A new study from the CDC reveals that the number of women ages 15 to 44 using "long-acting reversible contraception" like IUDs is still low, but has greatly increased in recent years.
As Livescience and Think Progress point out, when women ages 15-44 were polled between 2006 and 2010 about their contraception choices, 3.4 percent said they were using long-acting reversible contraception (LARC). In this new study, in which women were polled between 2011 and 2013, 7.2 percent said the same thing.
Using LARC's was doubly as common among women ages 25-34 than women younger or older than that age range, which makes sense – that age range is the sweet spot for women who are sexually active but aren't quite sure if they want to have children yet. (Conversely, many more women ages 35-44 had opted for sterilization than women below that age range.) The IUD is also one of the most effective (and cost-effective) forms of birth control, news that appears to be slowly but surely sweeping the nation.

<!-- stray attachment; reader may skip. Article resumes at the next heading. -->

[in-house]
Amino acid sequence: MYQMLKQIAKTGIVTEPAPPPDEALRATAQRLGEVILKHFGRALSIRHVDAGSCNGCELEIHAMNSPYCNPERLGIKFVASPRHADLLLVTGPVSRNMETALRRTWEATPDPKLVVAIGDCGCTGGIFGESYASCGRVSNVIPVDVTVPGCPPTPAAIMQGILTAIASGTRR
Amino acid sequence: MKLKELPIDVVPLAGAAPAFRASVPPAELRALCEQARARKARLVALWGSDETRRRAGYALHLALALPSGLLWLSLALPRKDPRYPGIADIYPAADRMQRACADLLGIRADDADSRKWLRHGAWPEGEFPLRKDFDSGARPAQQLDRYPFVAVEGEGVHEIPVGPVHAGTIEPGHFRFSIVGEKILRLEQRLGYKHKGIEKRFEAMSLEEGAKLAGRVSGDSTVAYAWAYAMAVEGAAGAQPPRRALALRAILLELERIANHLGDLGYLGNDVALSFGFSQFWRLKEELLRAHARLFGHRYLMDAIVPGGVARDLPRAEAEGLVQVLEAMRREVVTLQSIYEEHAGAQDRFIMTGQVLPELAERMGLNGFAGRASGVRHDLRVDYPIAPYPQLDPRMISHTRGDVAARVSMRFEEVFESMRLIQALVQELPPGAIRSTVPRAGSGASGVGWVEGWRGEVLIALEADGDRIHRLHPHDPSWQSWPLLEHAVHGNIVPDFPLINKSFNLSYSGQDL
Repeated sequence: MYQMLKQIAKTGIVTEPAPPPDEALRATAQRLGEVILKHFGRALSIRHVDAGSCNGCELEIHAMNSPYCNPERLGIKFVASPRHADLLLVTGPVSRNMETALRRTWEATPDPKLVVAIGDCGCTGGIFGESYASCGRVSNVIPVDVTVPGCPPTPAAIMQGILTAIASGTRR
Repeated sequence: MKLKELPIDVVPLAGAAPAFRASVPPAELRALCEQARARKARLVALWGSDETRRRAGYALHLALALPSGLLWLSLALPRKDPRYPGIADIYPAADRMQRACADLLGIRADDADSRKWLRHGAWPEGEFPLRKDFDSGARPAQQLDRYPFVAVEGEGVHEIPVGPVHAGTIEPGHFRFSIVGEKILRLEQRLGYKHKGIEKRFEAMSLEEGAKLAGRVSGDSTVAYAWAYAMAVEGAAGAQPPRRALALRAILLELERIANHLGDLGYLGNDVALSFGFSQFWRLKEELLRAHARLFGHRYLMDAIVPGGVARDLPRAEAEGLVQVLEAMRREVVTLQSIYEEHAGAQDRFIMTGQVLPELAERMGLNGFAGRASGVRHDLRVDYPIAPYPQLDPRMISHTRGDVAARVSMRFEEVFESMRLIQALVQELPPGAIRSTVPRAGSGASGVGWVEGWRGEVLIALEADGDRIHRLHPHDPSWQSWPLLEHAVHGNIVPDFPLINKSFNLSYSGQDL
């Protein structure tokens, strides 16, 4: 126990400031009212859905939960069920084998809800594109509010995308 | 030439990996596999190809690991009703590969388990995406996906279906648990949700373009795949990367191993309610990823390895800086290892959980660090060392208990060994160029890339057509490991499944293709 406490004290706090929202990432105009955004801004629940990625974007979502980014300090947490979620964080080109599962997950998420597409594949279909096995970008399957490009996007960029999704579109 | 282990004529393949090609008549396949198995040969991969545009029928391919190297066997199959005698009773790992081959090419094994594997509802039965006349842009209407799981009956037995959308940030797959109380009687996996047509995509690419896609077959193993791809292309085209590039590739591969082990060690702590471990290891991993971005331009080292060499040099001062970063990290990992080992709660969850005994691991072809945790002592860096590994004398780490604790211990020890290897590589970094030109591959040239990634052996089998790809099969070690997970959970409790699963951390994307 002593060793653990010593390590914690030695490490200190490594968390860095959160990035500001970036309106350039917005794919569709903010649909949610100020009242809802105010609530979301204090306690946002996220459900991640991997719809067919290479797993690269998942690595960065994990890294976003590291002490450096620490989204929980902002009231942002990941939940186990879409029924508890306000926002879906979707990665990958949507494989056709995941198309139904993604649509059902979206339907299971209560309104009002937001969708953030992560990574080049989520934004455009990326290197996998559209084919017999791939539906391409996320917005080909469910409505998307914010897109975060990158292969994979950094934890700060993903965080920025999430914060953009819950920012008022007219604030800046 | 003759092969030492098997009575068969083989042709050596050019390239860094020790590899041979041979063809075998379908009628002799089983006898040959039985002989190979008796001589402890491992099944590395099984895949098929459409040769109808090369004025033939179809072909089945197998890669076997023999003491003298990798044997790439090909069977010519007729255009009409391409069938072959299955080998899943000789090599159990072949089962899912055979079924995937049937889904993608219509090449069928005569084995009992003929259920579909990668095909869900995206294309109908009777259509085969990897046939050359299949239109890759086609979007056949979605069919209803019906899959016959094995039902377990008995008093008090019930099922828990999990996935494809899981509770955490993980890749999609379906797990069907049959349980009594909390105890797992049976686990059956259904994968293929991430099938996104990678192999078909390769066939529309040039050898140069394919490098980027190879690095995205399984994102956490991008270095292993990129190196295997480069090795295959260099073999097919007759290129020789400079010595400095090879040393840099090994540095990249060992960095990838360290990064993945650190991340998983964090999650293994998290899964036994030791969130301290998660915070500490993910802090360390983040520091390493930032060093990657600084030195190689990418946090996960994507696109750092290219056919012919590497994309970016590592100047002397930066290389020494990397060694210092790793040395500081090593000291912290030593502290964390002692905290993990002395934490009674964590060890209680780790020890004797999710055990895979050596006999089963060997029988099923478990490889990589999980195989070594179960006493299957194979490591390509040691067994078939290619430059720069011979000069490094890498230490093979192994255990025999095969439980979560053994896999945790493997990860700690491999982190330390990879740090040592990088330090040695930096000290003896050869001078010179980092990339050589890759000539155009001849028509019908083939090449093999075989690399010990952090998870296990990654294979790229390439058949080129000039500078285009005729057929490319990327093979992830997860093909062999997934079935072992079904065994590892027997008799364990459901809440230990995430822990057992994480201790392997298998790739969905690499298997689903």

But the pill is still the most common use of contraception:
In 2011–2013, 61.7% of the 60.9 million women aged 15–44 in the United States were currently using contraception. The most common contraceptive methods currently being used were the pill (16.0%), female sterilization (15.5%), male condoms (9.4%), and long-acting reversible contraceptives (7.2%).
Though pill use was drastically more common the more education a woman had: "One in 5 women (21.5%) with a bachelor's degree or higher was using the pill. Fewer than 1 woman in 20 (3.6%) without a high school diploma or GED was using the pill."
38 percent of women were not using contraception; 19 percent of those women were not having sex or had never had sex.
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